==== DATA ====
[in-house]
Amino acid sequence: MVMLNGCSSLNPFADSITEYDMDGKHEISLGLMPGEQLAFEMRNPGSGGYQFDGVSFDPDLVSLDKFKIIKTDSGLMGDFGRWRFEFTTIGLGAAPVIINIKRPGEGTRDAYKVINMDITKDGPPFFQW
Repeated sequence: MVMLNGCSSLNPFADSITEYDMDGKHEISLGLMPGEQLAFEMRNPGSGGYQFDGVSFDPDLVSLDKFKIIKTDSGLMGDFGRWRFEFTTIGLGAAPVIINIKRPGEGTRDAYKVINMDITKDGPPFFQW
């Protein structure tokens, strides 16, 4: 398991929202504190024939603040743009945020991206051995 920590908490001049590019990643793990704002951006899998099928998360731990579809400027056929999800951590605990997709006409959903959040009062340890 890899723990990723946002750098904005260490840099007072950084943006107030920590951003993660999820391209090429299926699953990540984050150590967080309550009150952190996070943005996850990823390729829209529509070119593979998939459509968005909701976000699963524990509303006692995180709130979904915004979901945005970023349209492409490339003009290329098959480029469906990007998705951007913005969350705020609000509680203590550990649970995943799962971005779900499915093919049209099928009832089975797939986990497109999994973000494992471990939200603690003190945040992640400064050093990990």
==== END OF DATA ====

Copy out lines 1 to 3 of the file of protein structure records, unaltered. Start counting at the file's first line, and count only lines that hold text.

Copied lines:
[in-house]
Amino acid sequence: MVMLNGCSSLNPFADSITEYDMDGKHEISLGLMPGEQLAFEMRNPGSGGYQFDGVSFDPDLVSLDKFKIIKTDSGLMGDFGRWRFEFTTIGLGAAPVIINIKRPGEGTRDAYKVINMDITKDGPPFFQW
Repeated sequence: MVMLNGCSSLNPFADSITEYDMDGKHEISLGLMPGEQLAFEMRNPGSGGYQFDGVSFDPDLVSLDKFKIIKTDSGLMGDFGRWRFEFTTIGLGAAPVIINIKRPGEGTRDAYKVINMDITKDGPPFFQW